[x86] Teach the x86 backend about general fast rep+movs and rep+stos features of modern x86 CPUs, and use this feature to drastically reduce the number of places we actually emit memset and memcpy library calls.
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Authored by chandlerc on Jul 21 2017, 5:46 PM.



To understand the motivation of this patch, it is important to consider
that LLVM is remarkably diligent and effective at converting user loops
into memset and memcpy intrinsics. These in fact show up frequently
inside of deeply nested loops, etc. However, when it emits these as
calls to the actual memset and memcpy library functions the cost of
issuing this call can in many cases far outstrip the cost of actually
doing the operation and negatively impact surrounding code. Our analysis
of some benchmarks which hit this shows this comes from a few places:

  1. Calling these library functions requires setting up registers for the calling convention and ends up in practice forcing a surprising number of register reloads if they occur inside of loops.
  2. When using PIC, the call is much more expensive due to the PLT-call pattern, requiring at best a double indirect jump on Linux and BSD systems.

For older x86 processors this was unavoidable. But modern processors
provide very fast instruction pattern support for implementing these
library functions in many (if not quite all) cases. Starting with
Ivybridge, there seems to be no point in using the library functions
with well aligned buffers (alignment of 16-bytes or better), and even
starting with Nehalem, they seem superior to PLT library function calls.

It is also possible to carefully fold size scaling into these sequences
which helps avoid generating extra scaling code when we are in fact
emitting code for user loops that were written at 4-byte or 8-byte

Naturally, this is a pretty significant change. I'm still running
benchmarks on various architectures to confirm that this direction makes
sense, but more insight from Intel and other x86 hardware experts would
be really welcome here to make sure we're picking reasonable tradeoffs.
I'm starting here with a very aggressive version of the patch so I can
find where it *does* regress, and we can back off until it looks

Given that Sandybridge is now over 4 years old and the growing density
of Ivybridge or newer processors in the world, I think it may be
reasonable to be somewhat aggressive in this lowering even if the
performance on older processors isn't ideal.

One interesting question is whether rep+movs{w,d,q} and rep+stos{w,d,q}
are as well tuned as rep+movsb and rep+stosb and the descaled versions
are actually reasonable. Craig has indicated they may not be, and I'm hoping to
confirm one way or the other when benchmarking.

The test case added also exposes some annoying problems with codegen of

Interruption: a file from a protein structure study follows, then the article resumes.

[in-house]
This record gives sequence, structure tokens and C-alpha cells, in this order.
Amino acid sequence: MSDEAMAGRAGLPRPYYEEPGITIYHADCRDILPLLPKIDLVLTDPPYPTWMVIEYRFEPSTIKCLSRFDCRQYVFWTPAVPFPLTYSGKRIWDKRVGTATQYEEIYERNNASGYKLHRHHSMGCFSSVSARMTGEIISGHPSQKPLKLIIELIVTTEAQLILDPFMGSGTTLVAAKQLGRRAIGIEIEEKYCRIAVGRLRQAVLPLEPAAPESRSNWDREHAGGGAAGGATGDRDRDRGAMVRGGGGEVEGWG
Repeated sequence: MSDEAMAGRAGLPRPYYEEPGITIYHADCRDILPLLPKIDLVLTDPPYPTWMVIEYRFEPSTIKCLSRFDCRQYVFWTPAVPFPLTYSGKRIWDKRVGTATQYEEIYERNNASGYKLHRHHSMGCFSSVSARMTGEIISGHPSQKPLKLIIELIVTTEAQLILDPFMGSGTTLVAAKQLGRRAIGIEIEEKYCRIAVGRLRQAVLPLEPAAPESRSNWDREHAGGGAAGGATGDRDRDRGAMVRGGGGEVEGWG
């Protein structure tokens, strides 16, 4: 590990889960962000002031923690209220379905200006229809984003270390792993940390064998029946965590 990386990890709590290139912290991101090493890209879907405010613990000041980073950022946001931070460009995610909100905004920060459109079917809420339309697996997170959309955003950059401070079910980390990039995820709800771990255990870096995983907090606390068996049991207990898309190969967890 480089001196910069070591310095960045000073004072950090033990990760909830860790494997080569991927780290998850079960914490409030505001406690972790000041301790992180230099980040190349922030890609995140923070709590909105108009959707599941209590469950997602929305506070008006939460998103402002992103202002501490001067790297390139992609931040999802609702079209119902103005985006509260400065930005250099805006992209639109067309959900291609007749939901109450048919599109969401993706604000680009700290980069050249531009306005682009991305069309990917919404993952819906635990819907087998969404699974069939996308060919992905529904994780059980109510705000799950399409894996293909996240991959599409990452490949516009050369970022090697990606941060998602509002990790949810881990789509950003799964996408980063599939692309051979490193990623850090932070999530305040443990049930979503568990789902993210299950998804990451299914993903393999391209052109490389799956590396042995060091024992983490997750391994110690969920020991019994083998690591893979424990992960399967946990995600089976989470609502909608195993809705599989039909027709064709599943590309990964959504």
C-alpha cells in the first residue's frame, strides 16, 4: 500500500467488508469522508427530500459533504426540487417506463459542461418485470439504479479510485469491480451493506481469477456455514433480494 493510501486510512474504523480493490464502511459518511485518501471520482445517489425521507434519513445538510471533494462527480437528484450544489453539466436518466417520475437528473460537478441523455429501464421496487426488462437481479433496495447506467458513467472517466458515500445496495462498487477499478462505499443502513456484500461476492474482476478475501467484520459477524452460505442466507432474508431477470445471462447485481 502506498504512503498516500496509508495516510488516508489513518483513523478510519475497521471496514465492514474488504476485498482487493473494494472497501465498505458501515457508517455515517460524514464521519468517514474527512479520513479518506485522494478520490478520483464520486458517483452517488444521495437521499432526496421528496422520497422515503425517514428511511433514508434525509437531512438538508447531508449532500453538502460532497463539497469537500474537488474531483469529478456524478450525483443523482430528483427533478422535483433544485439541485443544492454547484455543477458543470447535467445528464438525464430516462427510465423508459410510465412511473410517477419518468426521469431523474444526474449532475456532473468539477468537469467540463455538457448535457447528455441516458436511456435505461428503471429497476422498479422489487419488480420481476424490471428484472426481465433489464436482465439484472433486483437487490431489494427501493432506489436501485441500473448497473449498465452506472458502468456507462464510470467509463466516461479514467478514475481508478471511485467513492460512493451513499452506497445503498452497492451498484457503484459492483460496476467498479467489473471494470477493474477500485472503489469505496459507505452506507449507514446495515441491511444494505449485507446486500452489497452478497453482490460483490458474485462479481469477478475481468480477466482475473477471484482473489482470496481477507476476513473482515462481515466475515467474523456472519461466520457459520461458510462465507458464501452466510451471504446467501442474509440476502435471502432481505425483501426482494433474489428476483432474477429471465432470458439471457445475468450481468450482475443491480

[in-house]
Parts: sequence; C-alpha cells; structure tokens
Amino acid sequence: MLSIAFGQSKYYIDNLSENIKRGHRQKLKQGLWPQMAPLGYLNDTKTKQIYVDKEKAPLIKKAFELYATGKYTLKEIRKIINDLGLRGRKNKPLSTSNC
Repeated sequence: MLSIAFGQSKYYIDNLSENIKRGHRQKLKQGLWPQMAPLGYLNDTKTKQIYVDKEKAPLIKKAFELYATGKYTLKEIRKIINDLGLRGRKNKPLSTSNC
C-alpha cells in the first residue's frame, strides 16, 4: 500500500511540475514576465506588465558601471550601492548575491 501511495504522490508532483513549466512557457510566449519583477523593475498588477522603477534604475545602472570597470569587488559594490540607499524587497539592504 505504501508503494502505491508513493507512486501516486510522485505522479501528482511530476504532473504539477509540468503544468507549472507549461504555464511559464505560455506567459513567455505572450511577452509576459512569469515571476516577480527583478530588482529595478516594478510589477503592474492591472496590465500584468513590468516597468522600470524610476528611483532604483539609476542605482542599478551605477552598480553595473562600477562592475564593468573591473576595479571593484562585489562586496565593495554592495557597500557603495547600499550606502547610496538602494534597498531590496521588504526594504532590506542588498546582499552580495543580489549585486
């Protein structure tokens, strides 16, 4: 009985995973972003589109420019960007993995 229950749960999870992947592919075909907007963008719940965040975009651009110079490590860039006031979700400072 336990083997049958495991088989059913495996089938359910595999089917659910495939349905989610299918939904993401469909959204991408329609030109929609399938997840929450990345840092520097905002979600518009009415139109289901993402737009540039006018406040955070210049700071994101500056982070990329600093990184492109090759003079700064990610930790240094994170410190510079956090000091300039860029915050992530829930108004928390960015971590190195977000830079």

these instructions that should also be addressed.

Last but not least, in many cases the pattern to match the scaling here
will not fire because currently LLVM has a bad bug that causes it to
much more often than necessary scale using a more complex pattern of
math. I'm going to work to address that in a separate patch as it
appears to be a middle-end issue.

chandlerc created this revision.Jul 21 2017, 5:46 PM
echristo added inline comments.Jul 21 2017, 5:58 PM

"too high of a cost"


Comment please on what this is for :)




This seems like this all wants to be subsumed in a couple of different checks?

i.e. I don't think with the rep str ops that the max inline size threshold is as important anymore. I worry that we don't actually care about whether or not pic here and should probably just use the inline expansion either way.



Do you have more benchmark numbers? For reference, here is GCC does (for sandybridge and above) for mempcy when size profile data is available:

  1. when the size is <= 24, use 8 byte copy loop or straightline code.
  2. when size is is between 24 and 128, use rep movsq
  3. when size is b above that, use libcall

It is an interesting idea to consider PLT overhead here, but is there a better way to model the cost?

I worry that without profile data, blindly using rep movsb may be problematic. Teresa has a pending patch to make use value profile information. Without profile, if size matters, perhaps we can guard the expansion sequence with size checks.

Also if the root cause

I believe prior to Ivy Bridge the Intel optimization manual indicates that rep movsb/stosb was only optimized to handle 1-3 bytes. Specifically to be used to handle the remainder portion in conjunction with rep+movsd to handle the rest.


Should this mention that the byte version is still terrible here?


Was that supposed to be W/D/Q?


Have you collected the data to verify this? Should we go ahead and commit this independent of this patch?